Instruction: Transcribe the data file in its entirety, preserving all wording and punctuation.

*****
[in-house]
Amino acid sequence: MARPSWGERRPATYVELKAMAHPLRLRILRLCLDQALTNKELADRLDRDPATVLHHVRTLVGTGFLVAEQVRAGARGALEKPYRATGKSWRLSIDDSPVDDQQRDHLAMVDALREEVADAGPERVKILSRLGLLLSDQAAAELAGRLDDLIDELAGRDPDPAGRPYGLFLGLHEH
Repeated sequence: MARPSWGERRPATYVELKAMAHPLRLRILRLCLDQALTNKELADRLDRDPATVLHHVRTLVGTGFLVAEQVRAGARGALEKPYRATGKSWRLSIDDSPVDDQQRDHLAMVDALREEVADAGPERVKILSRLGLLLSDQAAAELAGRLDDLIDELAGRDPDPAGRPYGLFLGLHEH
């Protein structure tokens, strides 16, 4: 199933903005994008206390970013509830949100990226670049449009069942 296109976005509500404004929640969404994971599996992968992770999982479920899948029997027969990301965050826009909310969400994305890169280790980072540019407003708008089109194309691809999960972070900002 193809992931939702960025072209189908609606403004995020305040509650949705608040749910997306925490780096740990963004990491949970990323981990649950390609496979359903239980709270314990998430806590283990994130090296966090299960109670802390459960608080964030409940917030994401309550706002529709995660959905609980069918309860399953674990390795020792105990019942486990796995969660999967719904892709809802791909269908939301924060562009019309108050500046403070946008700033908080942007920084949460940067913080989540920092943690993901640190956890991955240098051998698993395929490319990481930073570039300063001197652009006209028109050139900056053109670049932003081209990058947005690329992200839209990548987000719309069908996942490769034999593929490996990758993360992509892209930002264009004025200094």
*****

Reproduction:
[in-house]
Amino acid sequence: MARPSWGERRPATYVELKAMAHPLRLRILRLCLDQALTNKELADRLDRDPATVLHHVRTLVGTGFLVAEQVRAGARGALEKPYRATGKSWRLSIDDSPVDDQQRDHLAMVDALREEVADAGPERVKILSRLGLLLSDQAAAELAGRLDDLIDELAGRDPDPAGRPYGLFLGLHEH
Repeated sequence: MARPSWGERRPATYVELKAMAHPLRLRILRLCLDQALTNKELADRLDRDPATVLHHVRTLVGTGFLVAEQVRAGARGALEKPYRATGKSWRLSIDDSPVDDQQRDHLAMVDALREEVADAGPERVKILSRLGLLLSDQAAAELAGRLDDLIDELAGRDPDPAGRPYGLFLGLHEH
């Protein structure tokens, strides 16, 4: 199933903005994008206390970013509830949100990226670049449009069942 296109976005509500404004929640969404994971599996992968992770999982479920899948029997027969990301965050826009909310969400994305890169280790980072540019407003708008089109194309691809999960972070900002 193809992931939702960025072209189908609606403004995020305040509650949705608040749910997306925490780096740990963004990491949970990323981990649950390609496979359903239980709270314990998430806590283990994130090296966090299960109670802390459960608080964030409940917030994401309550706002529709995660959905609980069918309860399953674990390795020792105990019942486990796995969660999967719904892709809802791909269908939301924060562009019309108050500046403070946008700033908080942007920084949460940067913080989540920092943690993901640190956890991955240098051998698993395929490319990481930073570039300063001197652009006209028109050139900056053109670049932003081209990058947005690329992200839209990548987000719309069908996942490769034999593929490996990758993360992509892209930002264009004025200094």